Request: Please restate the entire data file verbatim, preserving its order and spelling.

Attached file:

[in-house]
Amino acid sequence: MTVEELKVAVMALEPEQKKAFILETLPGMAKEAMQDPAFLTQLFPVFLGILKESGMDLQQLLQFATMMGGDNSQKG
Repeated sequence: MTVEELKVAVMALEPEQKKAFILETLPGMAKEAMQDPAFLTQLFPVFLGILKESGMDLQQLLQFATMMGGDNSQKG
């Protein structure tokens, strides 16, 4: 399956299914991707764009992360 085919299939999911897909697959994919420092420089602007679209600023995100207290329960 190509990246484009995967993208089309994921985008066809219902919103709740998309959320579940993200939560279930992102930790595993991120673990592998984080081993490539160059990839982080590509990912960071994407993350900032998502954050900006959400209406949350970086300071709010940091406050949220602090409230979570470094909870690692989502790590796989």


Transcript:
[in-house]
Amino acid sequence: MTVEELKVAVMALEPEQKKAFILETLPGMAKEAMQDPAFLTQLFPVFLGILKESGMDLQQLLQFATMMGGDNSQKG
Repeated sequence: MTVEELKVAVMALEPEQKKAFILETLPGMAKEAMQDPAFLTQLFPVFLGILKESGMDLQQLLQFATMMGGDNSQKG
């Protein structure tokens, strides 16, 4: 399956299914991707764009992360 085919299939999911897909697959994919420092420089602007679209600023995100207290329960 190509990246484009995967993208089309994921985008066809219902919103709740998309959320579940993200939560279930992102930790595993991120673990592998984080081993490539160059990839982080590509990912960071994407993350900032998502954050900006959400209406949350970086300071709010940091406050949220602090409230979570470094909870690692989502790590796989």